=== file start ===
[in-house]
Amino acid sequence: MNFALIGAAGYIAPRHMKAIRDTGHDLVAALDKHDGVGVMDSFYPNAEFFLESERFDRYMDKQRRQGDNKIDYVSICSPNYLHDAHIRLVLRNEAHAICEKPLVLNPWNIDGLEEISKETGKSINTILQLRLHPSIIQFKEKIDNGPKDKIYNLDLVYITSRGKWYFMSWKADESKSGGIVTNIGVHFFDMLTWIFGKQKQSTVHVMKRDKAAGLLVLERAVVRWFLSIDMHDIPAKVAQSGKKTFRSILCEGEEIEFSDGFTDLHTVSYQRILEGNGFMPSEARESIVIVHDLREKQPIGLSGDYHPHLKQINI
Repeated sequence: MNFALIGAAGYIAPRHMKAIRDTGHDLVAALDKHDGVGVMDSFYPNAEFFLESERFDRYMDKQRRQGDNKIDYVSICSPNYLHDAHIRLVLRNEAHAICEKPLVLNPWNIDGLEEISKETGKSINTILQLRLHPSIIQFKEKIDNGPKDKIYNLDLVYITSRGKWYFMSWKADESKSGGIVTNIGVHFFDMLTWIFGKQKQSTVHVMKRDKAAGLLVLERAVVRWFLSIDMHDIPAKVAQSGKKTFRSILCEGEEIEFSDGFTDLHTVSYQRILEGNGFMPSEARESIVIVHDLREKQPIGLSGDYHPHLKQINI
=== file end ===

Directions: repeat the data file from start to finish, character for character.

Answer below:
[in-house]
Amino acid sequence: MNFALIGAAGYIAPRHMKAIRDTGHDLVAALDKHDGVGVMDSFYPNAEFFLESERFDRYMDKQRRQGDNKIDYVSICSPNYLHDAHIRLVLRNEAHAICEKPLVLNPWNIDGLEEISKETGKSINTILQLRLHPSIIQFKEKIDNGPKDKIYNLDLVYITSRGKWYFMSWKADESKSGGIVTNIGVHFFDMLTWIFGKQKQSTVHVMKRDKAAGLLVLERAVVRWFLSIDMHDIPAKVAQSGKKTFRSILCEGEEIEFSDGFTDLHTVSYQRILEGNGFMPSEARESIVIVHDLREKQPIGLSGDYHPHLKQINI
Repeated sequence: MNFALIGAAGYIAPRHMKAIRDTGHDLVAALDKHDGVGVMDSFYPNAEFFLESERFDRYMDKQRRQGDNKIDYVSICSPNYLHDAHIRLVLRNEAHAICEKPLVLNPWNIDGLEEISKETGKSINTILQLRLHPSIIQFKEKIDNGPKDKIYNLDLVYITSRGKWYFMSWKADESKSGGIVTNIGVHFFDMLTWIFGKQKQSTVHVMKRDKAAGLLVLERAVVRWFLSIDMHDIPAKVAQSGKKTFRSILCEGEEIEFSDGFTDLHTVSYQRILEGNGFMPSEARESIVIVHDLREKQPIGLSGDYHPHLKQINI